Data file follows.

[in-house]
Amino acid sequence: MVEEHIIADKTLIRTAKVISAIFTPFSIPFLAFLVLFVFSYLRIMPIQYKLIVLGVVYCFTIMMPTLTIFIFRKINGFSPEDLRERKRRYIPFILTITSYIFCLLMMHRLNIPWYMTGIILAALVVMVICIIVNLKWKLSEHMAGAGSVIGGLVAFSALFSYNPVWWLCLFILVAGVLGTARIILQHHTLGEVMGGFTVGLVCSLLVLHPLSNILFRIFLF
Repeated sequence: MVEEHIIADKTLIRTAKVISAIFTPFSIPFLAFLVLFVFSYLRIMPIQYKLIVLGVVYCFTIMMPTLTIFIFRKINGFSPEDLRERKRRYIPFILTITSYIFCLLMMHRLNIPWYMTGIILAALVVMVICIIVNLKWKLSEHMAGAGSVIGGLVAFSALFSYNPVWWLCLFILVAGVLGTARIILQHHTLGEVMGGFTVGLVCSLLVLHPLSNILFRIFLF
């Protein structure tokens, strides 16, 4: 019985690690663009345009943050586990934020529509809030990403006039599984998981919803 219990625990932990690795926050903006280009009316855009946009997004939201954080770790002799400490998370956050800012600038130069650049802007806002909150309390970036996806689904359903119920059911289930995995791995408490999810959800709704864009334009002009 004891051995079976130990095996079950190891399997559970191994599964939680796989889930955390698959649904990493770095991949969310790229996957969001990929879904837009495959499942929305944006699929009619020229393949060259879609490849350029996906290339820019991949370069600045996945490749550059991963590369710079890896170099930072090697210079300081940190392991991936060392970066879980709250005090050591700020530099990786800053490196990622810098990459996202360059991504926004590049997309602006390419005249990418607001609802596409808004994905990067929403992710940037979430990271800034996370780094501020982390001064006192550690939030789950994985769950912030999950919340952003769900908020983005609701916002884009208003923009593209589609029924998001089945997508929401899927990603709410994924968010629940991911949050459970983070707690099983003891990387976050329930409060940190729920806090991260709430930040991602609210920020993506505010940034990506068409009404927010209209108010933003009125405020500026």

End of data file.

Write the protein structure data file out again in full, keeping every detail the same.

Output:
[in-house]
Amino acid sequence: MVEEHIIADKTLIRTAKVISAIFTPFSIPFLAFLVLFVFSYLRIMPIQYKLIVLGVVYCFTIMMPTLTIFIFRKINGFSPEDLRERKRRYIPFILTITSYIFCLLMMHRLNIPWYMTGIILAALVVMVICIIVNLKWKLSEHMAGAGSVIGGLVAFSALFSYNPVWWLCLFILVAGVLGTARIILQHHTLGEVMGGFTVGLVCSLLVLHPLSNILFRIFLF
Repeated sequence: MVEEHIIADKTLIRTAKVISAIFTPFSIPFLAFLVLFVFSYLRIMPIQYKLIVLGVVYCFTIMMPTLTIFIFRKINGFSPEDLRERKRRYIPFILTITSYIFCLLMMHRLNIPWYMTGIILAALVVMVICIIVNLKWKLSEHMAGAGSVIGGLVAFSALFSYNPVWWLCLFILVAGVLGTARIILQHHTLGEVMGGFTVGLVCSLLVLHPLSNILFRIFLF
């Protein structure tokens, strides 16, 4: 019985690690663009345009943050586990934020529509809030990403006039599984998981919803 219990625990932990690795926050903006280009009316855009946009997004939201954080770790002799400490998370956050800012600038130069650049802007806002909150309390970036996806689904359903119920059911289930995995791995408490999810959800709704864009334009002009 004891051995079976130990095996079950190891399997559970191994599964939680796989889930955390698959649904990493770095991949969310790229996957969001990929879904837009495959499942929305944006699929009619020229393949060259879609490849350029996906290339820019991949370069600045996945490749550059991963590369710079890896170099930072090697210079300081940190392991991936060392970066879980709250005090050591700020530099990786800053490196990622810098990459996202360059991504926004590049997309602006390419005249990418607001609802596409808004994905990067929403992710940037979430990271800034996370780094501020982390001064006192550690939030789950994985769950912030999950919340952003769900908020983005609701916002884009208003923009593209589609029924998001089945997508929401899927990603709410994924968010629940991911949050459970983070707690099983003891990387976050329930409060940190729920806090991260709430930040991602609210920020993506505010940034990506068409009404927010209209108010933003009125405020500026």